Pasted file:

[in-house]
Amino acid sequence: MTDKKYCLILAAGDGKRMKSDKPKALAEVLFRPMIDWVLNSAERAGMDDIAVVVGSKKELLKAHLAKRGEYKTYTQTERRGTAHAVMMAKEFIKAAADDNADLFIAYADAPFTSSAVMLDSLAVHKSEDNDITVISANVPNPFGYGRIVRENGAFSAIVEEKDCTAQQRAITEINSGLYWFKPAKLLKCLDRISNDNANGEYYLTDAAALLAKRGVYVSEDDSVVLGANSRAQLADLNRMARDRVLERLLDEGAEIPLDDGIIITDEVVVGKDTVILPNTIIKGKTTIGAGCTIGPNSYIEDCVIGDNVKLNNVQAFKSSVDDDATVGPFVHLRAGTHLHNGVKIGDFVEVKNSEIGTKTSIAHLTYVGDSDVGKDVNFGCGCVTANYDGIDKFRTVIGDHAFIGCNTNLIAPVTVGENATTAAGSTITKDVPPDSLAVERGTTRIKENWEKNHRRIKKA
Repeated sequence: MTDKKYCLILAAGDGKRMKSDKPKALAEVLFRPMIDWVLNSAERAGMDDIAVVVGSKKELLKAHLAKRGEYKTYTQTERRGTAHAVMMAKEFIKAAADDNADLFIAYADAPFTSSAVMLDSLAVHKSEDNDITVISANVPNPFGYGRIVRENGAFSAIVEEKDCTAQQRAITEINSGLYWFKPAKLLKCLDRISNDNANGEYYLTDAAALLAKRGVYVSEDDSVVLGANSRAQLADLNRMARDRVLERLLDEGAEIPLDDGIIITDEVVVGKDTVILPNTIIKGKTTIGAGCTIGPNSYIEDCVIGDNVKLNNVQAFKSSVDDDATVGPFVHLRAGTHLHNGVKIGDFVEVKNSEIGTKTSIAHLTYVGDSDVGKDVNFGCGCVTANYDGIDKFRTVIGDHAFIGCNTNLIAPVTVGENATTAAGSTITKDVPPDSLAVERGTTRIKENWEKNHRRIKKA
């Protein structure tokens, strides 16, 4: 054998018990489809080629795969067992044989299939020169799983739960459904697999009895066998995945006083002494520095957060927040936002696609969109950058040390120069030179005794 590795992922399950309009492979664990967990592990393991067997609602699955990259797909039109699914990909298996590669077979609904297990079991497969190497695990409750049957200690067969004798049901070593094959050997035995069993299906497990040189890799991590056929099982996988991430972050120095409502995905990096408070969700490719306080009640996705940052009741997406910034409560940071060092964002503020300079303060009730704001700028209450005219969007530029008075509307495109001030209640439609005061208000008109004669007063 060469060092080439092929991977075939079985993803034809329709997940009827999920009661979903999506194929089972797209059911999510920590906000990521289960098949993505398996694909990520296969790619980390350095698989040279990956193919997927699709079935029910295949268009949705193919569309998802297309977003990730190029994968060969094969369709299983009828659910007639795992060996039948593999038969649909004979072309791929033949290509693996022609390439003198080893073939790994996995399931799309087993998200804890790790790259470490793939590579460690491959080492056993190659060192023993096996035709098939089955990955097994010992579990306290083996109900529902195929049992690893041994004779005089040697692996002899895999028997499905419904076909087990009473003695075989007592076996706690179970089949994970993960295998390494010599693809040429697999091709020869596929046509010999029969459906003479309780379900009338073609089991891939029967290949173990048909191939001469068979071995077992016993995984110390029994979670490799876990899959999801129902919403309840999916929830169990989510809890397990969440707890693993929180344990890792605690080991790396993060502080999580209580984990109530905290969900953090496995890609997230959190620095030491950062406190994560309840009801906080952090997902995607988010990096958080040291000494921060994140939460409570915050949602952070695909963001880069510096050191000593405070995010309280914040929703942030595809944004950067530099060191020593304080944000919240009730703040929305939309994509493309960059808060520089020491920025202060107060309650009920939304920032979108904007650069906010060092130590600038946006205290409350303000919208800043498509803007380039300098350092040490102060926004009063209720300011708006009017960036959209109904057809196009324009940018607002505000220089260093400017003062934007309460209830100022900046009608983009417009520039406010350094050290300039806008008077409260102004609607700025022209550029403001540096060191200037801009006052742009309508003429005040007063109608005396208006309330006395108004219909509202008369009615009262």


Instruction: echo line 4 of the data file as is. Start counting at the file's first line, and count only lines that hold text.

């Protein structure tokens, strides 16, 4: 054998018990489809080629795969067992044989299939020169799983739960459904697999009895066998995945006083002494520095957060927040936002696609969109950058040390120069030179005794 590795992922399950309009492979664990967990592990393991067997609602699955990259797909039109699914990909298996590669077979609904297990079991497969190497695990409750049957200690067969004798049901070593094959050997035995069993299906497990040189890799991590056929099982996988991430972050120095409502995905990096408070969700490719306080009640996705940052009741997406910034409560940071060092964002503020300079303060009730704001700028209450005219969007530029008075509307495109001030209640439609005061208000008109004669007063 060469060092080439092929991977075939079985993803034809329709997940009827999920009661979903999506194929089972797209059911999510920590906000990521289960098949993505398996694909990520296969790619980390350095698989040279990956193919997927699709079935029910295949268009949705193919569309998802297309977003990730190029994968060969094969369709299983009828659910007639795992060996039948593999038969649909004979072309791929033949290509693996022609390439003198080893073939790994996995399931799309087993998200804890790790790259470490793939590579460690491959080492056993190659060192023993096996035709098939089955990955097994010992579990306290083996109900529902195929049992690893041994004779005089040697692996002899895999028997499905419904076909087990009473003695075989007592076996706690179970089949994970993960295998390494010599693809040429697999091709020869596929046509010999029969459906003479309780379900009338073609089991891939029967290949173990048909191939001469068979071995077992016993995984110390029994979670490799876990899959999801129902919403309840999916929830169990989510809890397990969440707890693993929180344990890792605690080991790396993060502080999580209580984990109530905290969900953090496995890609997230959190620095030491950062406190994560309840009801906080952090997902995607988010990096958080040291000494921060994140939460409570915050949602952070695909963001880069510096050191000593405070995010309280914040929703942030595809944004950067530099060191020593304080944000919240009730703040929305939309994509493309960059808060520089020491920025202060107060309650009920939304920032979108904007650069906010060092130590600038946006205290409350303000919208800043498509803007380039300098350092040490102060926004009063209720300011708006009017960036959209109904057809196009324009940018607002505000220089260093400017003062934007309460209830100022900046009608983009417009520039406010350094050290300039806008008077409260102004609607700025022209550029403001540096060191200037801009006052742009309508003429005040007063109608005396208006309330006395108004219909509202008369009615009262």